While an ankle plantar flexor EMG-based audiovisual biofeedback system provides direct feedback of a muscle’s activation level, a plantar pressure-based system provides indirect feedback of a muscle’s activation level, focusing instead on the functional output of the muscle (i.e., plantar flexor force). With the EMG-based system, a user could raise the bar past their target level by contracting their soleus muscle without necessarily increasing plantar flexor force if the antagonist dorsiflexor muscle (i.e., tibialis anterior) was contracting at the same time. Our finding of increased co-contraction at the ankle with the EMG-based system relative to baseline indicates that this strategy was indeed adopted by our study participants. With the plantar pressure-based system, on the other hand, increasing co-contraction at the ankle would counter the desired output of increase plantar flexor force, likely explaining why we did not observe increases with this system relative to baseline. With the goal of using a biofeedback system to train improved neuromuscular control at the ankle for enhanced walking ability, the use of a plantar pressure-based system may result in a more functional outcome. This is corroborated by the observation reported in the literature that external focus of attention (i.e., increased force against an FSR) is superior to internal focus of attention (i.e., increased activation of the soleus) for functional motor learning [26]. To our knowledge, this is only the second study to evaluate the ability of an audiovisual biofeedback system to influence ankle plantar flexor muscle activity while walking in CP. The previous study focused on spatiotemporal and kinematic outcomes, and did not report the neuromuscular response (i.e., relative triceps surae activation) while walking with feedback [13]. The findings from the present study, therefore, are particularly enlightening, indicating that providing feedback in this manner to children and young adults with CP results in significantly increased neuromuscular recruitment while walking after only a few minutes of acclimation.

We observed statistically significant increases in mean and peak propulsive phase medial gastrocnemius activation with both biofeedback systems. The medial gastrocnemius serves a unique role relative to the soleus during walking, contributing more to forward propulsion [20]. It has been observed that individuals with CP have deficits in neuromuscular control of the medial gastrocnemii during the push-off phase of gait, leading to reduced ankle power and a slow and inefficient gait pattern [27]. Our finding of increased recruitment of this essential plantar flexor muscle, specifically during the propulsive phase of gait, supports the potential of this audiovisual biofeedback system to positively impact walking performance in this population.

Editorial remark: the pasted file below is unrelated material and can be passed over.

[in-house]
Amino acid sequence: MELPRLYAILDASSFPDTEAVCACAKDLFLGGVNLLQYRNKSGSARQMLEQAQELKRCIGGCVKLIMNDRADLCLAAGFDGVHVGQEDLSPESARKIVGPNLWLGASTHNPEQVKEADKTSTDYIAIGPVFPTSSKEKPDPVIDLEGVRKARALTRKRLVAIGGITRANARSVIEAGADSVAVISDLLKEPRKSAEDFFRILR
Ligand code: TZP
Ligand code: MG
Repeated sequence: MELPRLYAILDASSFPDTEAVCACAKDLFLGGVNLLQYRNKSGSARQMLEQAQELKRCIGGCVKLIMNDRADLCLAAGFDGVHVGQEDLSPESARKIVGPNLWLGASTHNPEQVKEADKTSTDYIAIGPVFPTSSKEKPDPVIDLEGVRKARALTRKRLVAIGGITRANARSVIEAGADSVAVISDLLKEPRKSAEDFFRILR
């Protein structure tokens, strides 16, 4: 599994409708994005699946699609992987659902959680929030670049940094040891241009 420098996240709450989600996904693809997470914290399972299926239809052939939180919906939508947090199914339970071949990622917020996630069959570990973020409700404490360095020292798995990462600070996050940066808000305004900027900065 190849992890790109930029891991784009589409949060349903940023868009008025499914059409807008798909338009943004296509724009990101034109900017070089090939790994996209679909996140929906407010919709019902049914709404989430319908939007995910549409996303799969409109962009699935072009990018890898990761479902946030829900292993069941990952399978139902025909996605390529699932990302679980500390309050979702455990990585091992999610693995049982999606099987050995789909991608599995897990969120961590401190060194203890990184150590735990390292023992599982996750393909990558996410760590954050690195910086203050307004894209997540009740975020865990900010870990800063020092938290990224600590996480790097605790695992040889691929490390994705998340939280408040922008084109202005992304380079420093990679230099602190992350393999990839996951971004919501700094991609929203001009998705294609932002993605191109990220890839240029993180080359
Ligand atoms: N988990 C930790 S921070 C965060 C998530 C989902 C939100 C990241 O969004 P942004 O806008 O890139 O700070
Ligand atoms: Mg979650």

There are instances where an EMG-based biofeedback system may be more advantageous than a plantar pressure-based system, such as barefoot walking or for a user whose orthotics are not compatible with a pressure-sensitive insole. This study, however, was motivated by the desire to test a more clinically accessible form of audiovisual biofeedback to improve neuromuscular control at the ankle while walking. From our anecdotal observations on the amount of time required to set up both systems, it became clear that a plantar pressure-based system was a less resource- and time-intensive process. For example, one can consider the complexity of placing the sensor for the two systems: for the plantar pressure-based system, it simply requires placing the sensor on the medial forefoot of the shoe insole. For the EMG-based system, one must utilize anatomical landmarks to locate an appropriate measurement spot of a muscle belly, which can be challenging for young children with low muscle volume; carefully prepare the skin interface by shaving hair and swabbing with alcohol; and carefully securing the sensor components to the skin to mitigate disturbances in the signal from movement artifacts. In addition, there are notable differences in the cost required for both systems, with materials required for a plantar pressure-based system coming in at a fraction of the price of the materials required for an EMG-based system. These practical differences, in conjunction with the findings from this study that a plantar pressure-based system is able to produce comparable or even more-favorable neuromuscular control at the ankle, support the future investigation of plantar pressure-based systems in clinical settings.